Violent crime, community relations top agenda for new Durham police chief
Posted May 2, 2016
Durham, N.C. — Although Cerelyn Davis won't start her job as Durham's new police chief for another five weeks, she has already put together a to-do list. Topping her agenda, she said Monday, are reducing violent crime in the city and repairing the fractured relationship between Durham police and the community.
Davis met briefly with reporters Monday, answering questions on topics from body cameras to marijuana laws. City officials last week named the Atlanta police veteran to succeed Chief Jose Lopez, who was forced to retire at the end of 2015.
She is taking over the Durham Police Department at a time when violent crime is up – there have been 16 homicides so far this year, compared with 11 at this time last year.
"She's not a miracle worker," City Manager Tom Bonfield said. "This is going to take some time, but I'm confident she's up to the task."
Davis had a 28-year career with the Atlanta Police Department, including stints heading its Homeland Security Unit and its Special Enforcement Section, which includes narcotics, vice and high-intensity drug trafficking.
"Prevention is more important to me than response," she said about tackling crime. "We can prevent crime in the city of Durham by utilizing various types of preventative measures, not just making sure that citizens are aware to prevent from being crime victims. We also need to make sure our young people understand how important it is to not be involved in violent criminal activity."
Getting that message through to youths requires gaining their trust, and Davis said she recognizes that will involve plenty of work.
Durham police have been the focus of community protests in recent years following officer-involved shootings, and a recent report found that black men were far more likely to face a traffic stop in Durham than any other group.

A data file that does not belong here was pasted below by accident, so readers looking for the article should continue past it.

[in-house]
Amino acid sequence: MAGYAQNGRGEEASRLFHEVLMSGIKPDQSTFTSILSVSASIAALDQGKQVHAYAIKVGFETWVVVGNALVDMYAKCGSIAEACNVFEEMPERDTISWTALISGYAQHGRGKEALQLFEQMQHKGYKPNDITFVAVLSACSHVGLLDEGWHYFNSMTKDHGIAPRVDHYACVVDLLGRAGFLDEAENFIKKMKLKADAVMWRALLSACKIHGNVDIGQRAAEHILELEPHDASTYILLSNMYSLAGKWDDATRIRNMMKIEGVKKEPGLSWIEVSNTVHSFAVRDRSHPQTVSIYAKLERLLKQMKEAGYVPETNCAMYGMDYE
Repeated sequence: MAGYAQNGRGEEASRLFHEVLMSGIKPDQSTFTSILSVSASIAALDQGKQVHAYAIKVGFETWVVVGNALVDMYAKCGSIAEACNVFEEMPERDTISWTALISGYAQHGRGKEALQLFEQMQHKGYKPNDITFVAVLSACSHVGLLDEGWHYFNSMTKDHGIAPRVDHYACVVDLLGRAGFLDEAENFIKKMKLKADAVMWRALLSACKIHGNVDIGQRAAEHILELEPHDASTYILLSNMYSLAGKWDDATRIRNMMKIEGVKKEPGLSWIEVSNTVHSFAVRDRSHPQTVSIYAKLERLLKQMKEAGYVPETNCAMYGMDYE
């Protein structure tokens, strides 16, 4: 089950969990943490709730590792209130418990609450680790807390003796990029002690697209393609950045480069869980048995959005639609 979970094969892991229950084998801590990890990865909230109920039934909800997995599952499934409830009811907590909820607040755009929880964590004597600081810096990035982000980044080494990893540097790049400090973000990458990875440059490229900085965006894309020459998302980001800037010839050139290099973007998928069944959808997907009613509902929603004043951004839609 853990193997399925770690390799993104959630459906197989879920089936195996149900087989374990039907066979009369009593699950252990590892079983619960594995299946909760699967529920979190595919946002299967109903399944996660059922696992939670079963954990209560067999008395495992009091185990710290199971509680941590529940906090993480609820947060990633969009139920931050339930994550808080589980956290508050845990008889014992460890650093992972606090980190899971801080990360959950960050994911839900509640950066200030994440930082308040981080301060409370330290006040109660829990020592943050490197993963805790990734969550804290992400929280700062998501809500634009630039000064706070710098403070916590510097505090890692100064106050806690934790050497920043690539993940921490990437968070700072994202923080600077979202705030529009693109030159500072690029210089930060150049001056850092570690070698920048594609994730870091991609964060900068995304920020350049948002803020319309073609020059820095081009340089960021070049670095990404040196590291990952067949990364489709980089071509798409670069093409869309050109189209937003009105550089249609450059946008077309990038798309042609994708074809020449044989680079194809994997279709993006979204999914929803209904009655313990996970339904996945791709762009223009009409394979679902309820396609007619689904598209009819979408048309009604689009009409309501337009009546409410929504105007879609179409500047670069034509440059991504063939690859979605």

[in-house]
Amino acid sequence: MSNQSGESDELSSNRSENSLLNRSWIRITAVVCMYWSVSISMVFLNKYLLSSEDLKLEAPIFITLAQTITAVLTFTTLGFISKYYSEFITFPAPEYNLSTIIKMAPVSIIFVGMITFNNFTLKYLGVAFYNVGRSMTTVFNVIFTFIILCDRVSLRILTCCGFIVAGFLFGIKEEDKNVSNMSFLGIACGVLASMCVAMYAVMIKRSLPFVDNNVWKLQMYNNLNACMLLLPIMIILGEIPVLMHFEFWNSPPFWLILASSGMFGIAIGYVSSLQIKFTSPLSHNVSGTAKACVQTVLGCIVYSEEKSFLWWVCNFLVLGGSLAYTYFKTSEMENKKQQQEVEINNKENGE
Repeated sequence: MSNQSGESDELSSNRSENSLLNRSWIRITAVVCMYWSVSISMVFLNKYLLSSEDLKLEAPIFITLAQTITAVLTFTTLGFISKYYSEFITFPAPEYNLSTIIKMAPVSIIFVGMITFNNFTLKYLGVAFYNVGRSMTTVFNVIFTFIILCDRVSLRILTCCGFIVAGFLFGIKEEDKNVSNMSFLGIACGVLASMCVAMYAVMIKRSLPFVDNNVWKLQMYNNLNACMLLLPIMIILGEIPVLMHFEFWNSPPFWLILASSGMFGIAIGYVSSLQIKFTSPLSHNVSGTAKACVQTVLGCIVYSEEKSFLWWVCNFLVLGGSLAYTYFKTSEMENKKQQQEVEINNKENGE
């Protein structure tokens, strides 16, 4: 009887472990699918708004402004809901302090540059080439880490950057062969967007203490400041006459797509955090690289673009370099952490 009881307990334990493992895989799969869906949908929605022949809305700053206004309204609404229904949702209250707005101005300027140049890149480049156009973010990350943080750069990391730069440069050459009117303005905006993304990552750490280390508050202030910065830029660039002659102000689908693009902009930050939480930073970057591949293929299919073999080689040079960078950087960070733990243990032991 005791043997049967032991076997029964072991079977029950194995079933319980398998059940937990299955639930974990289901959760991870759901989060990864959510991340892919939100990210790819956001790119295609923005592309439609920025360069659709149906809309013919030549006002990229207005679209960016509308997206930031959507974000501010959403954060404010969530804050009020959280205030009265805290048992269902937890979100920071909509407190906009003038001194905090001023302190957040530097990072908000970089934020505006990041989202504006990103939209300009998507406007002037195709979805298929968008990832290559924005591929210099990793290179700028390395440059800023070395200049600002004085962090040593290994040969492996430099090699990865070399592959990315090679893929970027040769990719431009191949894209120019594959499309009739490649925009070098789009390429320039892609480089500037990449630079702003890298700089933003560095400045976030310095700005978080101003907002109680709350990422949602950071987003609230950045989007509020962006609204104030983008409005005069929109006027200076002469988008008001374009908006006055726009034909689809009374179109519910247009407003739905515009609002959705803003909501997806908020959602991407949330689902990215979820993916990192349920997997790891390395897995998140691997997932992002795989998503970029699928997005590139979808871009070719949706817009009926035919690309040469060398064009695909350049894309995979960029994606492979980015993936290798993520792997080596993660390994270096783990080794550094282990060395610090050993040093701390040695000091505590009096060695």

"Across the county, police agencies struggle with repairing fractured community relationships and lack of trust. Durham is no different," Davis said.
Getting into communities and providing individual approaches for the problems they face is key, she said.
"I have taken time to drive the streets of Durham without an escort in some of those areas I've heard about only so I could see for myself as a citizen what the citizens are experiencing," she said.
Community policing also must be a two-way street," Davis said.
"It's not always about getting information from the community all the time. It's about having them involved in positive interactions with the police department when there's not a crime scene, when it's a normal day," she said.
The Durham City Council held off on adopting a policy governing the use of police-worn body cameras until a new chief was in place, so Davis will also have to work that into her priority list.
Like Bonfield, Mayor Bill Bell said he is confident Davis will be able to accomplish her goals.
"No one expects that she suddenly becomes the chief to suddenly solve all the problems of crime," Bell said. "What we're hoping to be able to do is reverse the trends we've seen in the past."